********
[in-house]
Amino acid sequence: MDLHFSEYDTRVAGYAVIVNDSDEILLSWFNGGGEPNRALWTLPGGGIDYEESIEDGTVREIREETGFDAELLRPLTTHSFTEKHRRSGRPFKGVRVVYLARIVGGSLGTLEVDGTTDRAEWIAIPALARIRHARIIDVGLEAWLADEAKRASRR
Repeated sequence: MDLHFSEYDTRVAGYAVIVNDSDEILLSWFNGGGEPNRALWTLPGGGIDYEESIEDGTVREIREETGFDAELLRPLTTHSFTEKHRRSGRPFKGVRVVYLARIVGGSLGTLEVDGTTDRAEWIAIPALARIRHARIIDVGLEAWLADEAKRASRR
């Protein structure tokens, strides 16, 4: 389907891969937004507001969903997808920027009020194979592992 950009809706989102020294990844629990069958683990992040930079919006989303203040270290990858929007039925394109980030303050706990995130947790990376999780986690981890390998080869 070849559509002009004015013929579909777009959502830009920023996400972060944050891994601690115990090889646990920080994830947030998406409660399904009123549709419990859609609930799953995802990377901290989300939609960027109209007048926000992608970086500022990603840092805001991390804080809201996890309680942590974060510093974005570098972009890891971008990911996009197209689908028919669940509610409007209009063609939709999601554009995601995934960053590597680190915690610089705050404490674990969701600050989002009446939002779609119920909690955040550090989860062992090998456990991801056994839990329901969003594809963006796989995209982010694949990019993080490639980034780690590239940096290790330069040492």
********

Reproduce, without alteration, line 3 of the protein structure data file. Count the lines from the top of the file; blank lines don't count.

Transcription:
Repeated sequence: MDLHFSEYDTRVAGYAVIVNDSDEILLSWFNGGGEPNRALWTLPGGGIDYEESIEDGTVREIREETGFDAELLRPLTTHSFTEKHRRSGRPFKGVRVVYLARIVGGSLGTLEVDGTTDRAEWIAIPALARIRHARIIDVGLEAWLADEAKRASRR